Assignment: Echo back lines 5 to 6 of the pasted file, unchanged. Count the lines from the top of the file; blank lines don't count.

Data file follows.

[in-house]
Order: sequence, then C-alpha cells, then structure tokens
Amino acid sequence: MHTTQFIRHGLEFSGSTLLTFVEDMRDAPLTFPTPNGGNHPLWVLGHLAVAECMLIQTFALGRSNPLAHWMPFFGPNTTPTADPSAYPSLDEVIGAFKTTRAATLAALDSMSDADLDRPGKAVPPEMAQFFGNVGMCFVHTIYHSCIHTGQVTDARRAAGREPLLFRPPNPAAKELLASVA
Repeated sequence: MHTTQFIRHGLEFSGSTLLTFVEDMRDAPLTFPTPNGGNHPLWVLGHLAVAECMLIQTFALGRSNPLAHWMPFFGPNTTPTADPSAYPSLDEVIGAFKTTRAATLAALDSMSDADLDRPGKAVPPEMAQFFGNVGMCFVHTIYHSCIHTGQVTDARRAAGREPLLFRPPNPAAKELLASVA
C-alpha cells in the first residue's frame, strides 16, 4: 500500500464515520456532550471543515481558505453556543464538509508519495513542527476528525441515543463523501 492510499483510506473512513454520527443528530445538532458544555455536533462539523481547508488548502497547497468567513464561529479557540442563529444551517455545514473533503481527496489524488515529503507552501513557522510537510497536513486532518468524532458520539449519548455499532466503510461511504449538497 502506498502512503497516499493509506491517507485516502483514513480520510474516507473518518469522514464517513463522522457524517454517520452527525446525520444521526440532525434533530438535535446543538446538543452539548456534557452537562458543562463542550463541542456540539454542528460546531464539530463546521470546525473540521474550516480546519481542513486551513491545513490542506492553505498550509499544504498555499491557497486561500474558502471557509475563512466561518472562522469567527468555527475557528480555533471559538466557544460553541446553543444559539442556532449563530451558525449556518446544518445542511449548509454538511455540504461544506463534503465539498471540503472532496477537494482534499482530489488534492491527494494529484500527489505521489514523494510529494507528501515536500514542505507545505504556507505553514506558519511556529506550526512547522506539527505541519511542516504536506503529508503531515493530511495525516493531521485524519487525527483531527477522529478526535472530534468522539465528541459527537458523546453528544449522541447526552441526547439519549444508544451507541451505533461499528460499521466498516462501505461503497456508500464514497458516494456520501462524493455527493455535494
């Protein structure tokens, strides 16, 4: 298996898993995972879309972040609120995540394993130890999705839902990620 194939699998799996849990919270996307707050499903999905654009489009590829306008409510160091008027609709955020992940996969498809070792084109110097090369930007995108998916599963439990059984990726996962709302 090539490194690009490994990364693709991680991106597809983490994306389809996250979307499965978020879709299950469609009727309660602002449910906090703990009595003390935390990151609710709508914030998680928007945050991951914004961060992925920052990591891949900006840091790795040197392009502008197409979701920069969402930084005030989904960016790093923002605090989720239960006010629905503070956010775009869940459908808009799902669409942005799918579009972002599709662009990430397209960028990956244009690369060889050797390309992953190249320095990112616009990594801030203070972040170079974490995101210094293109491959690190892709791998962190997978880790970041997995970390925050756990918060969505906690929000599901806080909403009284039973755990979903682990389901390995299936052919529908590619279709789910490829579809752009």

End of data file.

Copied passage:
C-alpha cells in the first residue's frame, strides 16, 4: 500500500464515520456532550471543515481558505453556543464538509508519495513542527476528525441515543463523501 492510499483510506473512513454520527443528530445538532458544555455536533462539523481547508488548502497547497468567513464561529479557540442563529444551517455545514473533503481527496489524488515529503507552501513557522510537510497536513486532518468524532458520539449519548455499532466503510461511504449538497 502506498502512503497516499493509506491517507485516502483514513480520510474516507473518518469522514464517513463522522457524517454517520452527525446525520444521526440532525434533530438535535446543538446538543452539548456534557452537562458543562463542550463541542456540539454542528460546531464539530463546521470546525473540521474550516480546519481542513486551513491545513490542506492553505498550509499544504498555499491557497486561500474558502471557509475563512466561518472562522469567527468555527475557528480555533471559538466557544460553541446553543444559539442556532449563530451558525449556518446544518445542511449548509454538511455540504461544506463534503465539498471540503472532496477537494482534499482530489488534492491527494494529484500527489505521489514523494510529494507528501515536500514542505507545505504556507505553514506558519511556529506550526512547522506539527505541519511542516504536506503529508503531515493530511495525516493531521485524519487525527483531527477522529478526535472530534468522539465528541459527537458523546453528544449522541447526552441526547439519549444508544451507541451505533461499528460499521466498516462501505461503497456508500464514497458516494456520501462524493455527493455535494
């Protein structure tokens, strides 16, 4: 298996898993995972879309972040609120995540394993130890999705839902990620 194939699998799996849990919270996307707050499903999905654009489009590829306008409510160091008027609709955020992940996969498809070792084109110097090369930007995108998916599963439990059984990726996962709302 090539490194690009490994990364693709991680991106597809983490994306389809996250979307499965978020879709299950469609009727309660602002449910906090703990009595003390935390990151609710709508914030998680928007945050991951914004961060992925920052990591891949900006840091790795040197392009502008197409979701920069969402930084005030989904960016790093923002605090989720239960006010629905503070956010775009869940459908808009799902669409942005799918579009972002599709662009990430397209960028990956244009690369060889050797390309992953190249320095990112616009990594801030203070972040170079974490995101210094293109491959690190892709791998962190997978880790970041997995970390925050756990918060969505906690929000599901806080909403009284039973755990979903682990389901390995299936052919529908590619279709789910490829579809752009």